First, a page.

Living on the edge




“Hi there! You have been randomly selected as a winner of our draw! All we need is your credit card number-”

“For fuck sakes.”

Photo by Adrianna Calvo on

Have you ever answered a robocall at four in the morning? You hear the ungodly buzzing of your device – turned on vibrate, so as “not to wake anyone” – and you’re sure it must be a family member in crisis, or a work email that can’t be missed. Instead, you are greeted by the disorienting sound of a fog horn and the robotic voice of the latest phishing scam as they tell you, “the Captain’s calling!,” and start wooing you with free cruise trips, with one catch. They need your social insurance number.

Fat chance.

The next day, you’re at work. You laugh with your colleagues about the Captain, and you realize the same thing happened to all of them as well, at some point. There’s a certain comradery in the shared psychological torture.  That night you can’t get to sleep, and you wonder, “why am I so damn restless?!”

Hopefully, this exact scenario hasn’t happened to you, but I’d be willing to bet you have answered a phone call in bed at all sorts of hours in the morning. It’s a habit many (and probably most) of us do in our technologically driven society. While most of us realize that getting up numerous times a night isn’t allowing for the most restful sleep, many people often do not realize the deeper psychological consequences of bad phone hygiene.


In broad strokes, anxiety can be defined as a, “fear of uncertainty.” Which makes sense. Anxiety can be accompanied by several symptoms – concentration difficulties, fatigue, irritability, restlessness, and muscle tension. These symptoms are caused by an increase in the part of our nervous system that controls adrenaline, called our sympathetic nervous system. This is the part of the nervous system that allows us to react to uncertainty. In prehistoric times, the benefit from these functions is obvious. You want to be angry, on edge, and have tight muscles (and definitely do not want to be asleep) when the sabretooth tiger is attacking you. Today, these symptoms often cause us discomfort.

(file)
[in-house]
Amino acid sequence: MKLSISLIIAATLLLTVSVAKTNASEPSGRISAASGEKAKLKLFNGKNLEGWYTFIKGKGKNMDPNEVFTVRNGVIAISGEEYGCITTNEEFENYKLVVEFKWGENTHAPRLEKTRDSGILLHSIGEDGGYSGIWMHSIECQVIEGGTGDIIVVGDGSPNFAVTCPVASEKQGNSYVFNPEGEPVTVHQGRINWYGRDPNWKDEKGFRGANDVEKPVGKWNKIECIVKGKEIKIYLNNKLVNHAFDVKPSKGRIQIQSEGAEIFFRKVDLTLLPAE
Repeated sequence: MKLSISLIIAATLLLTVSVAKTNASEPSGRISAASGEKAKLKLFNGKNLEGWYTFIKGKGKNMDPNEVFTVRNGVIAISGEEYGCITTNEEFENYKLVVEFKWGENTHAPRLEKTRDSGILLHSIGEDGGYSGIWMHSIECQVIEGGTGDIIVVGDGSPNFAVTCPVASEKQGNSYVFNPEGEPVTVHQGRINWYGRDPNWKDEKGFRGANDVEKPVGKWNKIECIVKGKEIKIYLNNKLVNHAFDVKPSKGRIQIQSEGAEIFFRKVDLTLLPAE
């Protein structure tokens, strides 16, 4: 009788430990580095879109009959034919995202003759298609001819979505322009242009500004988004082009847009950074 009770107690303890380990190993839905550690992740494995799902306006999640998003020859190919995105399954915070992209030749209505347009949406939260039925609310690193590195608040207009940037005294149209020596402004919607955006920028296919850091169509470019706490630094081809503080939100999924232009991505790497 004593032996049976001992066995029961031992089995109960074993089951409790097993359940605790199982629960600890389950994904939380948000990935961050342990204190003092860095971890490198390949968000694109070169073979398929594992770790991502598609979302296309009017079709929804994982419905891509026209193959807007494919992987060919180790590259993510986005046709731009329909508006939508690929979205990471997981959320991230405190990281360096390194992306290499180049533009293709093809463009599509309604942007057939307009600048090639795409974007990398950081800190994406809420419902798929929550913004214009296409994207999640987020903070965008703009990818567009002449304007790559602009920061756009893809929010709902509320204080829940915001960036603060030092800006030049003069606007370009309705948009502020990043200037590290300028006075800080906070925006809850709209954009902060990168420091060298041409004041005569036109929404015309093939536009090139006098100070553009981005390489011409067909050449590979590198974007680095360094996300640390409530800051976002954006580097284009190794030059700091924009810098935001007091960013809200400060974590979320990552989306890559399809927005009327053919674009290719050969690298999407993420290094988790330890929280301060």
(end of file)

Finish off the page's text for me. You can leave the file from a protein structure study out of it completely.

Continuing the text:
Smart phones are wonderful things. They allow access to hordes of information at any given time, and have allowed us to connect with each other on an unprecedented level. They have also allowed us to, unlike ever before, take work home to an entirely different degree. The expectation in many offices today is that emails should be answered immediately, regardless of the time of day (and even if you’re on vacation). In other words, smart phones, while wonderful, represent the endless possibility of something significant happening – a family death, a big deal, the Captain – at any given time, which requires our response. And we sleep with it. Ew.

Our smart phone addiction has contributed to a baseline feeling of uncertainty that in many of us turns on the adrenaline nervous system, and causes us the symptoms of anxiety. Bad phone hygiene, such as sleeping with your phone, and not setting limits insofar as when you will answer your phone, contributes greatly to the symptoms of anxiety, not just on the night of that inappropriate call, but for many nights to come.



Dr. Travis Barron is a resident physician in the Department of Psychiatry at the University of Toronto in Toronto, Canada.


2 thoughts on “Living on the edge

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